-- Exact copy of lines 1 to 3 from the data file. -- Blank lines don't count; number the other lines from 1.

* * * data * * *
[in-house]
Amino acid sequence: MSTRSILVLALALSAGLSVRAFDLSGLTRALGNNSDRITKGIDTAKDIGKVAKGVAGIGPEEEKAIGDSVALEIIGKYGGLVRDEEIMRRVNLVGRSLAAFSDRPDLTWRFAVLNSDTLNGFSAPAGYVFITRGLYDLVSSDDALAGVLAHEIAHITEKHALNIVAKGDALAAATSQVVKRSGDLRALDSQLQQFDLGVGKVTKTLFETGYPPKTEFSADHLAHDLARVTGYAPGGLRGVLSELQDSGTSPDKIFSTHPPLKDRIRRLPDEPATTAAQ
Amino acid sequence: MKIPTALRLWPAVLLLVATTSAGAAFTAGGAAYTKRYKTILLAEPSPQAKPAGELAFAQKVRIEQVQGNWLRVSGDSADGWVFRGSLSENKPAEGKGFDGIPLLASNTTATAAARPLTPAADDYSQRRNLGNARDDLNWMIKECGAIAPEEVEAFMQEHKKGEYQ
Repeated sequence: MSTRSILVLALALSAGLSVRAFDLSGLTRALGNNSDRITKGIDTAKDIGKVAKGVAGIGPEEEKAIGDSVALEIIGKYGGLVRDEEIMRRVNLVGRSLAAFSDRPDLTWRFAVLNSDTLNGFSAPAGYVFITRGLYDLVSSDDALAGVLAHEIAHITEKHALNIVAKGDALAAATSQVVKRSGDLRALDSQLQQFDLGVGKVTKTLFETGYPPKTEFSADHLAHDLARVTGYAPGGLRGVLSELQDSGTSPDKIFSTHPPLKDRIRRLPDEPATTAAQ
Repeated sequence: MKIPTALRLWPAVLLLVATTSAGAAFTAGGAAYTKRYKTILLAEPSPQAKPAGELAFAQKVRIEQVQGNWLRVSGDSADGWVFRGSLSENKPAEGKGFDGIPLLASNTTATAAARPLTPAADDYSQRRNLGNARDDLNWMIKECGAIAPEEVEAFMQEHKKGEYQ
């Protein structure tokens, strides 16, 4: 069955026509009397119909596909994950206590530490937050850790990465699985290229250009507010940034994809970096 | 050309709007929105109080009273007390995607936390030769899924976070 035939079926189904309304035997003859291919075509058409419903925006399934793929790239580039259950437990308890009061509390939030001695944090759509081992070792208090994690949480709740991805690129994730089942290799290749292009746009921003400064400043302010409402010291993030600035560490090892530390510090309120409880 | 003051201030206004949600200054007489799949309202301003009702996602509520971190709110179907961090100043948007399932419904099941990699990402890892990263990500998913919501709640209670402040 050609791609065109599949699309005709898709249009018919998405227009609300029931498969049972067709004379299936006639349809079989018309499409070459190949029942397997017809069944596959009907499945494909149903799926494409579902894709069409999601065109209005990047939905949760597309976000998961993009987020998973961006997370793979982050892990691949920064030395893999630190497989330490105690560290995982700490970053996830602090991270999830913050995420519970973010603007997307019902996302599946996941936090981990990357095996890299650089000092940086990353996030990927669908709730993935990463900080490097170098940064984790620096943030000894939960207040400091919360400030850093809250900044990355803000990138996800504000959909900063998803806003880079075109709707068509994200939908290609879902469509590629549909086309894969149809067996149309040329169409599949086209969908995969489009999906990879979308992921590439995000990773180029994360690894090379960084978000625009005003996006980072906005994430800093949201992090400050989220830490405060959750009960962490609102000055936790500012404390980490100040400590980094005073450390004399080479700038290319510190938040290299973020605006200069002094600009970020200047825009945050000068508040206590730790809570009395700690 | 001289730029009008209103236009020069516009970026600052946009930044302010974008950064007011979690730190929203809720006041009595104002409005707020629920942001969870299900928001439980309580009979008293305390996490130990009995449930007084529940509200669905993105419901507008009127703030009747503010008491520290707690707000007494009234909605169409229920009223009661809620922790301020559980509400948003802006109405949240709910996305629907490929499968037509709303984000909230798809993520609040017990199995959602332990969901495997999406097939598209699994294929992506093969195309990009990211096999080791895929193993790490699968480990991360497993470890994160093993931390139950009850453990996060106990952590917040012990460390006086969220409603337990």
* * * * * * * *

[in-house]
Amino acid sequence: MSTRSILVLALALSAGLSVRAFDLSGLTRALGNNSDRITKGIDTAKDIGKVAKGVAGIGPEEEKAIGDSVALEIIGKYGGLVRDEEIMRRVNLVGRSLAAFSDRPDLTWRFAVLNSDTLNGFSAPAGYVFITRGLYDLVSSDDALAGVLAHEIAHITEKHALNIVAKGDALAAATSQVVKRSGDLRALDSQLQQFDLGVGKVTKTLFETGYPPKTEFSADHLAHDLARVTGYAPGGLRGVLSELQDSGTSPDKIFSTHPPLKDRIRRLPDEPATTAAQ
Amino acid sequence: MKIPTALRLWPAVLLLVATTSAGAAFTAGGAAYTKRYKTILLAEPSPQAKPAGELAFAQKVRIEQVQGNWLRVSGDSADGWVFRGSLSENKPAEGKGFDGIPLLASNTTATAAARPLTPAADDYSQRRNLGNARDDLNWMIKECGAIAPEEVEAFMQEHKKGEYQ